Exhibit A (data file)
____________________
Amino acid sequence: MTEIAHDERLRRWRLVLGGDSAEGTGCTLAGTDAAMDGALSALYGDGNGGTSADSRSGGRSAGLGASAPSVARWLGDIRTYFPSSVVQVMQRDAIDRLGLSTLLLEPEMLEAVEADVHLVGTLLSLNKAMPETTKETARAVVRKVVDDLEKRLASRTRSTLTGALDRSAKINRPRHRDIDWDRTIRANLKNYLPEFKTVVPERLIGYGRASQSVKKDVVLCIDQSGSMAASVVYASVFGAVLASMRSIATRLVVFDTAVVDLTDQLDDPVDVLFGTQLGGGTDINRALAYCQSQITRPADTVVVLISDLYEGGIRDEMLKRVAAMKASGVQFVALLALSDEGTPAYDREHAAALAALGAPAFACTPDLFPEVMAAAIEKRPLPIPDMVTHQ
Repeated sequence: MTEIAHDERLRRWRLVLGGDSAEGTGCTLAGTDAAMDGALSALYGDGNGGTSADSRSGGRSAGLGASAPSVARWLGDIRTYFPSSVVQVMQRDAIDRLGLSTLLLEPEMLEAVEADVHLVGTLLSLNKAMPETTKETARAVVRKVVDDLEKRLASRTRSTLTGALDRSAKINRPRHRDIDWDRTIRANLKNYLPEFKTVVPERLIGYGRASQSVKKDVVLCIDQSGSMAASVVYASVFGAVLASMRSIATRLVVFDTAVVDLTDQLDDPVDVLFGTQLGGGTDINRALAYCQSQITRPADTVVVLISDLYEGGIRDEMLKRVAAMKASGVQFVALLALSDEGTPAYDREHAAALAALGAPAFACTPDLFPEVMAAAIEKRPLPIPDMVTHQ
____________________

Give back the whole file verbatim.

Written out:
Amino acid sequence: MTEIAHDERLRRWRLVLGGDSAEGTGCTLAGTDAAMDGALSALYGDGNGGTSADSRSGGRSAGLGASAPSVARWLGDIRTYFPSSVVQVMQRDAIDRLGLSTLLLEPEMLEAVEADVHLVGTLLSLNKAMPETTKETARAVVRKVVDDLEKRLASRTRSTLTGALDRSAKINRPRHRDIDWDRTIRANLKNYLPEFKTVVPERLIGYGRASQSVKKDVVLCIDQSGSMAASVVYASVFGAVLASMRSIATRLVVFDTAVVDLTDQLDDPVDVLFGTQLGGGTDINRALAYCQSQITRPADTVVVLISDLYEGGIRDEMLKRVAAMKASGVQFVALLALSDEGTPAYDREHAAALAALGAPAFACTPDLFPEVMAAAIEKRPLPIPDMVTHQ
Repeated sequence: MTEIAHDERLRRWRLVLGGDSAEGTGCTLAGTDAAMDGALSALYGDGNGGTSADSRSGGRSAGLGASAPSVARWLGDIRTYFPSSVVQVMQRDAIDRLGLSTLLLEPEMLEAVEADVHLVGTLLSLNKAMPETTKETARAVVRKVVDDLEKRLASRTRSTLTGALDRSAKINRPRHRDIDWDRTIRANLKNYLPEFKTVVPERLIGYGRASQSVKKDVVLCIDQSGSMAASVVYASVFGAVLASMRSIATRLVVFDTAVVDLTDQLDDPVDVLFGTQLGGGTDINRALAYCQSQITRPADTVVVLISDLYEGGIRDEMLKRVAAMKASGVQFVALLALSDEGTPAYDREHAAALAALGAPAFACTPDLFPEVMAAAIEKRPLPIPDMVTHQ